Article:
Saudi Arabia’s 1st Feature Film Shows The Rise Of Feminism In Muslim Countries


Check it out women of the world, Saudi Arabia is about to release it’s very first home-made feature film, and it is a true testament to the message of feminism spreading through the cracks of the old male-dominated societies which still exist.

It is called ‘Wadjda’ and is about a young Saudi girl going against traditions to be able to ride her bike alongside other boys. Sounds kinda simplistic, but the notion of a young girl doing an activity in a country where young girls don’t ride bikes.

Wadjda is the central character whose school friend Abdullah snatches her hijab off her head one day while walking home from school. He taunts her with the line “Did you really think you could catch up with me?” to which Wajdja replies “If I had a bike,” Wadjda says. “We’ll see.”

The plot line is representative of a much bigger plight, how can Saudi girls keep up with Saudi men in general, when they don’t have the freedoms women in the west do?

They are taught to be polite, quiet, submissive and do as they are told, everything this young girl does NOT want to do. While the rest of her peers are preparing for marriage and to be the perfect bride, she dreams of a life of adventure.

This is the first feature length film to be shot in Saudi Arabia, and fittingly it is also directed by the country’s first female filmmaker, Haifaa Al Mansour. Because women aren’t allowed to publicly work with men in this country, she sometimes had to direct from inside a nearby building to avoid any public scandals. Well, she got the job done and soon the whole world will see a great story with an important message!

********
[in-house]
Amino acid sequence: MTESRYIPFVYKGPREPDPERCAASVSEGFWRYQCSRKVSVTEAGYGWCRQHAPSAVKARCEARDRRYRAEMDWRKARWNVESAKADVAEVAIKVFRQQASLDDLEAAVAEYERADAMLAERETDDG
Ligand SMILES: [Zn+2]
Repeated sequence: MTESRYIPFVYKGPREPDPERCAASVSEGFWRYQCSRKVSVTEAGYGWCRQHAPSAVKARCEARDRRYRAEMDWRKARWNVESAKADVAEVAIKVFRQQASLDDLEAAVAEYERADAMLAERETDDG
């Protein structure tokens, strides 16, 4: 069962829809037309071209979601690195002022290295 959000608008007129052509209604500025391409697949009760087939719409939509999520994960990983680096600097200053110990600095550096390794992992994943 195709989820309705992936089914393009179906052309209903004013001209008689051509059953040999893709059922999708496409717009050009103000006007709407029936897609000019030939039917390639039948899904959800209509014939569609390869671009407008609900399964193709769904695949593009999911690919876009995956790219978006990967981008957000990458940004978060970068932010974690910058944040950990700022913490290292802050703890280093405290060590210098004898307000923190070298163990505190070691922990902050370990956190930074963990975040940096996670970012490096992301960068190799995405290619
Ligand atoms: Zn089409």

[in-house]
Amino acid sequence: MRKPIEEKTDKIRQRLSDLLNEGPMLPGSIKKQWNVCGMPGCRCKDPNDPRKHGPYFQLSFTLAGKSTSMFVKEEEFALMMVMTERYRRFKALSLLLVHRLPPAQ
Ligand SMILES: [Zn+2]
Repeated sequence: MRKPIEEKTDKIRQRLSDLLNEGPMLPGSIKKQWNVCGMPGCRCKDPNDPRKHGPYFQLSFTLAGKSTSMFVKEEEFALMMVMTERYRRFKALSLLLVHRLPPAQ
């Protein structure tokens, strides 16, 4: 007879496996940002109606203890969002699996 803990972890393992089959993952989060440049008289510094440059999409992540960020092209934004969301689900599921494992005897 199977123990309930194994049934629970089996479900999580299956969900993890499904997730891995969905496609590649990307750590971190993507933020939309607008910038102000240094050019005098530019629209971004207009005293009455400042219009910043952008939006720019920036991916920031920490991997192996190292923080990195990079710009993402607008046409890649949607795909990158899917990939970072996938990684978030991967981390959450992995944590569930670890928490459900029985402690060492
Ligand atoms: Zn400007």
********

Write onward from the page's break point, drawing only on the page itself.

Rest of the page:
Wadjda sets out to acquire the coveted bicycle, first trying to make money by selling friendship bracelets at recess. The school principal, a sanctimonious woman, puts and end to this micro-business. But another opportunity is around the corner: The school is sponsoring a Quran recitation contest, whose cash prize will cover the cost of the bike. Wadjda studies with a video game that promises to teach scripture “the easy way,” and also starts getting riding lessons from Abdullah, out of sight on her rooftop. In the end her pluck pays off—but not the way she planned.

Al Mansour says the film is not meant to be an affront to middle eastern men, but to challenge the way people think.

“I don’t want to offend people or fight,” she tole the New York Times. “It’s more like: Tell them a story and have them feel it.”

“I know Saudi won’t change overnight,” she added later. “It will gradually, but not because of this film. I feel it’s very important to celebrate the right steps, the right changes, even if they are small. Like women riding bicycles.”

Haifaa Al Mansour

Check out the trailer below.


  1. This looks very interesting! It is hard for us in the west to even imagine what this repression is like. Such an odd way of thinking to us.

  2. Pingback: Saudi Arabia’s 1st Feature Film Shows The...

  3. Pingback: First Feature Film From Brunei 'Yasmine' Was Directed By A Woman

  4. Pingback: GirlTalkHQThe Real Reason We Need More Female Voices In Film & TV

  5. Pingback: 'We Do It Together' - The Production Co. Launched By A Coalition Of Hollywood Actresses - GirlTalkHQ

  6. Pingback: "Infidel" Female Eqyptian Rapper Speaking Up For Abused Women

Leave a Reply

This site uses Akismet to reduce spam. Learn how your comment data is processed.